I didn’t plan on being a beekeeper. It all started one afternoon when I was taking a walk around the block, and came upon a scene of chaos and frenzy. Some neighbors were having work done while they were out of town, and workmen had been taking down a big tree. One of the guys had been high on a ladder when his chainsaw bit directly into a honeycomb. People harbor differing sentiments toward bees. The guy on the ladder began scooping handfuls of honey, laughing and telling his buddies how good it was, unfazed by the stings. His boss, on the ground, was gripped by a terror approaching apoplexy. By the time I got there the workmen had laid the trunk on the ground and were trying to drive the bees away from the tree by several methods; most recently, they had set it on fire.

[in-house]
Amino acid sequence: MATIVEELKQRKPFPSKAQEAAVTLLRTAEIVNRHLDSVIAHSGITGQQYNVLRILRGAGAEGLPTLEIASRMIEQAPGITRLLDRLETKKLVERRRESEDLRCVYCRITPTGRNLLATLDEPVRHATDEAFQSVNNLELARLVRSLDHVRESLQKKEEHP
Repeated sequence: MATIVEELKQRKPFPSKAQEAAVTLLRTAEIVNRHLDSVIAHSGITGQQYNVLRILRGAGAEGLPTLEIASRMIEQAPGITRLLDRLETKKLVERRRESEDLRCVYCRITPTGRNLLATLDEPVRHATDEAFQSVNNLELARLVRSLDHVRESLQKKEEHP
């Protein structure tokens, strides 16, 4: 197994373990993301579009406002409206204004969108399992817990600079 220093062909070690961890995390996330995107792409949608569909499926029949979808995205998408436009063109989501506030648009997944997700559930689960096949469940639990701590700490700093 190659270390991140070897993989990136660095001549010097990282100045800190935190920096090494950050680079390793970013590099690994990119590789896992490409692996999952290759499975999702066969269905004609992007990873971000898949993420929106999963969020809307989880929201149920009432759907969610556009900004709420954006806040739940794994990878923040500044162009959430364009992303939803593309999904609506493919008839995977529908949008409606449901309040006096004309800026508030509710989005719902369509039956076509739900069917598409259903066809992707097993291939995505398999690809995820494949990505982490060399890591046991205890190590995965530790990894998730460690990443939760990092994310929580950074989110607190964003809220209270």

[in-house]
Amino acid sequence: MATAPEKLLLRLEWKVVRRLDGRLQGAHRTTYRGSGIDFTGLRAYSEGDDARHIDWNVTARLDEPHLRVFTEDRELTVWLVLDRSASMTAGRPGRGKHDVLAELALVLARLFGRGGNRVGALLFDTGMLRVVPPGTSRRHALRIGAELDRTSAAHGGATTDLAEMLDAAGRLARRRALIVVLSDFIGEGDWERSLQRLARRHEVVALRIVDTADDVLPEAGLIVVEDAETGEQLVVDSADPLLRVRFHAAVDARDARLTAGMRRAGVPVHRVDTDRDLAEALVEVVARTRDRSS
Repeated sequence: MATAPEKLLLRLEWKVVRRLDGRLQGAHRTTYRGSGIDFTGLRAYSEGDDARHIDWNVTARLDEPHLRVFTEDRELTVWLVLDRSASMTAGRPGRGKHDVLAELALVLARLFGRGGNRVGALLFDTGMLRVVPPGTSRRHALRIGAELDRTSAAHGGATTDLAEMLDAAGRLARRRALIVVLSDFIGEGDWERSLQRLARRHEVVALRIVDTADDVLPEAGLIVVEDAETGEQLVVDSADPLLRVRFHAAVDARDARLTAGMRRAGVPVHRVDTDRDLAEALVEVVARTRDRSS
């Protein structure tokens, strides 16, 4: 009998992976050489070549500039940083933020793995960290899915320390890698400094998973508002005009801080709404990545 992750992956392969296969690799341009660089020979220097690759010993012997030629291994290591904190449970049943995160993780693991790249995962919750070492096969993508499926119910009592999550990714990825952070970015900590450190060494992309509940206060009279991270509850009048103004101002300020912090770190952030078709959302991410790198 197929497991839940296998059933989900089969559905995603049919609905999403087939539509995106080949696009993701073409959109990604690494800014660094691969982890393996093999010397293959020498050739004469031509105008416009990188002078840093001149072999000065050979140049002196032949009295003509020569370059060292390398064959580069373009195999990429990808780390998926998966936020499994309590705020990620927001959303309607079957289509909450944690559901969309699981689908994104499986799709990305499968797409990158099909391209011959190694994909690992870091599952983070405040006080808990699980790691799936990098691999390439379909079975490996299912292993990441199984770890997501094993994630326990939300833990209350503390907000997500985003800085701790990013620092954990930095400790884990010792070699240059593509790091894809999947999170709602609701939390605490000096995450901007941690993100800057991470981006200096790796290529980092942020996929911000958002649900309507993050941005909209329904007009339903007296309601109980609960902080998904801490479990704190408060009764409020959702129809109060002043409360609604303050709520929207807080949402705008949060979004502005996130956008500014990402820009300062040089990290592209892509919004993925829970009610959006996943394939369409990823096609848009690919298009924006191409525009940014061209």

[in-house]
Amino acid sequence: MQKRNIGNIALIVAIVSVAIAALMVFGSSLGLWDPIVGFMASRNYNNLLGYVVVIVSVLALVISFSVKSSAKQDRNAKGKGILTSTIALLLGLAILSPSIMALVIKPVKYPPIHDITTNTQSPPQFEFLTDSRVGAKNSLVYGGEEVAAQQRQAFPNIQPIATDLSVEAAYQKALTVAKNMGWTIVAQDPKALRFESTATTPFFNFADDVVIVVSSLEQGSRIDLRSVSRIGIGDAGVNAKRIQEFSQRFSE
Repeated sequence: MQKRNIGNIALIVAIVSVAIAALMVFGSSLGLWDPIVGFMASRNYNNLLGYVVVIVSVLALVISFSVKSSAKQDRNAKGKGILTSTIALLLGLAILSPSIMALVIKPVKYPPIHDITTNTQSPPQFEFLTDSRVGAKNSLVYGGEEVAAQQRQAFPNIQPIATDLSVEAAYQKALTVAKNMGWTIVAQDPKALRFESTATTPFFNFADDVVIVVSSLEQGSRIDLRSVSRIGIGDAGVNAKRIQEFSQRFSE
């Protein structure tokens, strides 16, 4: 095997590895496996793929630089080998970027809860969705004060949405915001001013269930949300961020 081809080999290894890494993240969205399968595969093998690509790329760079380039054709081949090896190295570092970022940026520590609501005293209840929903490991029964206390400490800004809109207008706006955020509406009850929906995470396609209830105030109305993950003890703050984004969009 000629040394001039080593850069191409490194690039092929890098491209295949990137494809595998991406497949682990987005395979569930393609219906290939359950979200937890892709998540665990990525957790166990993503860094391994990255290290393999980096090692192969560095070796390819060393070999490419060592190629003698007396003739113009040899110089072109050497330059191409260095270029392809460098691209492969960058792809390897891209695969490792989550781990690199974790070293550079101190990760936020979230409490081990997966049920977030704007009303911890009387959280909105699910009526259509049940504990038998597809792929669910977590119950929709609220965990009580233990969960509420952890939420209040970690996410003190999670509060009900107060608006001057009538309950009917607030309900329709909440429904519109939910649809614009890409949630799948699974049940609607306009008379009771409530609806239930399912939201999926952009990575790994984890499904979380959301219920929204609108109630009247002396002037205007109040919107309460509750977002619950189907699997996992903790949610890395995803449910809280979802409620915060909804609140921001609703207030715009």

When evangelicals hear that there’s a new movie about their brand of Christianity, they get nervous. All too often they are presented as idiots or villains. Stereotypes about narrow-mindedness, intolerance, cultish mind-control, and harsh subjugation of women abound. Carolyn Briggs’ 2002 memoir, This Dark World: A Memoir of Salvation Found and Lost hit a number of those notes. When their church leaders counsel her not to get a college degree, when they counsel her husband to forgo a plum job opportunity because they need instead the headship of the church leaders, when she refused medication during a complicated pregnancy and scoffed at taking shelter during a tornado, well, it sounds to many evangelicals like a pretty kooky church, if not a cult. But don’t expect members of the general public to make that distinction. Christianity Today’s review commented, “Unfortunately, this book is likely to win plaudits for its savaging of evangelical Christianity as the source of one woman’s oppression, and her abandonment of that faith as a fount of liberation.”
In December, 2009, I made “Twirly Dresses” for my four granddaughters.